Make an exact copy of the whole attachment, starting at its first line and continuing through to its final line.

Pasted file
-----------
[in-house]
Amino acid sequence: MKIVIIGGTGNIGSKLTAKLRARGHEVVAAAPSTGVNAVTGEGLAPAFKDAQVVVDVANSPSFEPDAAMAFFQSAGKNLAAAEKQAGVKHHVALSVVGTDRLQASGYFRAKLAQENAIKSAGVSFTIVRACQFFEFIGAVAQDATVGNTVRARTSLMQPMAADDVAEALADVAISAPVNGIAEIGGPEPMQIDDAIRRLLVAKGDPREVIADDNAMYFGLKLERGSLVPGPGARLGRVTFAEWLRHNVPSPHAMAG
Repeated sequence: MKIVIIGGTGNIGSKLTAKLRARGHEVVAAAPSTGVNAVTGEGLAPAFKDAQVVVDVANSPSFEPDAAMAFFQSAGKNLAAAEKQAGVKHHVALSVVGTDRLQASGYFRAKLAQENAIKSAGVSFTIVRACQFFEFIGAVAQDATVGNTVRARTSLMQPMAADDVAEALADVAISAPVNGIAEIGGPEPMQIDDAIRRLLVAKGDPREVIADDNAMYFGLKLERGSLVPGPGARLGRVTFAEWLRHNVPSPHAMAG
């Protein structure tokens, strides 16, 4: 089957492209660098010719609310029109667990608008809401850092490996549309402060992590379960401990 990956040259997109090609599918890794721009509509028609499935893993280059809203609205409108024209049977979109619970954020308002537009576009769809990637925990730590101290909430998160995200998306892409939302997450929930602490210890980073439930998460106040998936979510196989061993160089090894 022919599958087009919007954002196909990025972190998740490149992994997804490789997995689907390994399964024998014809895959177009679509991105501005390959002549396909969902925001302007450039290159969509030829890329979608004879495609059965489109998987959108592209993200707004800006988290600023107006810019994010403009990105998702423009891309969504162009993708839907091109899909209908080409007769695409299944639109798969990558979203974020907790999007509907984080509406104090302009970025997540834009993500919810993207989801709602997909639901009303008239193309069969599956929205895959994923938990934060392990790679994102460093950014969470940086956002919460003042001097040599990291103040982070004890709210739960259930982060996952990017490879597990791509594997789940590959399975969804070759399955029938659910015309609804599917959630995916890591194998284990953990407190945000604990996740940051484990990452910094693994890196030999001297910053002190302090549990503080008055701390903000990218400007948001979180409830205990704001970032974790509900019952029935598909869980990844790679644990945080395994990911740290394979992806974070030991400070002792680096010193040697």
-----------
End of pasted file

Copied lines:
[in-house]
Amino acid sequence: MKIVIIGGTGNIGSKLTAKLRARGHEVVAAAPSTGVNAVTGEGLAPAFKDAQVVVDVANSPSFEPDAAMAFFQSAGKNLAAAEKQAGVKHHVALSVVGTDRLQASGYFRAKLAQENAIKSAGVSFTIVRACQFFEFIGAVAQDATVGNTVRARTSLMQPMAADDVAEALADVAISAPVNGIAEIGGPEPMQIDDAIRRLLVAKGDPREVIADDNAMYFGLKLERGSLVPGPGARLGRVTFAEWLRHNVPSPHAMAG
Repeated sequence: MKIVIIGGTGNIGSKLTAKLRARGHEVVAAAPSTGVNAVTGEGLAPAFKDAQVVVDVANSPSFEPDAAMAFFQSAGKNLAAAEKQAGVKHHVALSVVGTDRLQASGYFRAKLAQENAIKSAGVSFTIVRACQFFEFIGAVAQDATVGNTVRARTSLMQPMAADDVAEALADVAISAPVNGIAEIGGPEPMQIDDAIRRLLVAKGDPREVIADDNAMYFGLKLERGSLVPGPGARLGRVTFAEWLRHNVPSPHAMAG
């Protein structure tokens, strides 16, 4: 089957492209660098010719609310029109667990608008809401850092490996549309402060992590379960401990 990956040259997109090609599918890794721009509509028609499935893993280059809203609205409108024209049977979109619970954020308002537009576009769809990637925990730590101290909430998160995200998306892409939302997450929930602490210890980073439930998460106040998936979510196989061993160089090894 022919599958087009919007954002196909990025972190998740490149992994997804490789997995689907390994399964024998014809895959177009679509991105501005390959002549396909969902925001302007450039290159969509030829890329979608004879495609059965489109998987959108592209993200707004800006988290600023107006810019994010403009990105998702423009891309969504162009993708839907091109899909209908080409007769695409299944639109798969990558979203974020907790999007509907984080509406104090302009970025997540834009993500919810993207989801709602997909639901009303008239193309069969599956929205895959994923938990934060392990790679994102460093950014969470940086956002919460003042001097040599990291103040982070004890709210739960259930982060996952990017490879597990791509594997789940590959399975969804070759399955029938659910015309609804599917959630995916890591194998284990953990407190945000604990996740940051484990990452910094693994890196030999001297910053002190302090549990503080008055701390903000990218400007948001979180409830205990704001970032974790509900019952029935598909869980990844790679644990945080395994990911740290394979992806974070030991400070002792680096010193040697």